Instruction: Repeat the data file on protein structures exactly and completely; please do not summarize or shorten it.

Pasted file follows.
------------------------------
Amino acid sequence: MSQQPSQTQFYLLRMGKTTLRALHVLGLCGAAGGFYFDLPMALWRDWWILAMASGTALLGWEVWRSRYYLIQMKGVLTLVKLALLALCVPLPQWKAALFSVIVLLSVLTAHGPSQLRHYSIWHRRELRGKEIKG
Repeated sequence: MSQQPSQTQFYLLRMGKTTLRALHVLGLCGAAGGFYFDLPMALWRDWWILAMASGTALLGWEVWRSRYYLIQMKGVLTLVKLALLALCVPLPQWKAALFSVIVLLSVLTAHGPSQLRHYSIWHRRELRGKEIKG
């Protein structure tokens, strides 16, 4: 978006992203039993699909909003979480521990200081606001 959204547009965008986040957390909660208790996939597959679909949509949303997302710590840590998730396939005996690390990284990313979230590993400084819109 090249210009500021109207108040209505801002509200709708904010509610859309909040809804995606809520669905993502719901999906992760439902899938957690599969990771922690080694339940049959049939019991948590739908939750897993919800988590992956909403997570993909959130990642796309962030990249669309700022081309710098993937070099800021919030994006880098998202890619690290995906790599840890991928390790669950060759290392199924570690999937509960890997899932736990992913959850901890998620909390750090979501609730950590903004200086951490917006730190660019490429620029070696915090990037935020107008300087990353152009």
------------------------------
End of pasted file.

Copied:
Amino acid sequence: MSQQPSQTQFYLLRMGKTTLRALHVLGLCGAAGGFYFDLPMALWRDWWILAMASGTALLGWEVWRSRYYLIQMKGVLTLVKLALLALCVPLPQWKAALFSVIVLLSVLTAHGPSQLRHYSIWHRRELRGKEIKG
Repeated sequence: MSQQPSQTQFYLLRMGKTTLRALHVLGLCGAAGGFYFDLPMALWRDWWILAMASGTALLGWEVWRSRYYLIQMKGVLTLVKLALLALCVPLPQWKAALFSVIVLLSVLTAHGPSQLRHYSIWHRRELRGKEIKG
């Protein structure tokens, strides 16, 4: 978006992203039993699909909003979480521990200081606001 959204547009965008986040957390909660208790996939597959679909949509949303997302710590840590998730396939005996690390990284990313979230590993400084819109 090249210009500021109207108040209505801002509200709708904010509610859309909040809804995606809520669905993502719901999906992760439902899938957690599969990771922690080694339940049959049939019991948590739908939750897993919800988590992956909403997570993909959130990642796309962030990249669309700022081309710098993937070099800021919030994006880098998202890619690290995906790599840890991928390790669950060759290392199924570690999937509960890997899932736990992913959850901890998620909390750090979501609730950590903004200086951490917006730190660019490429620029070696915090990037935020107008300087990353152009």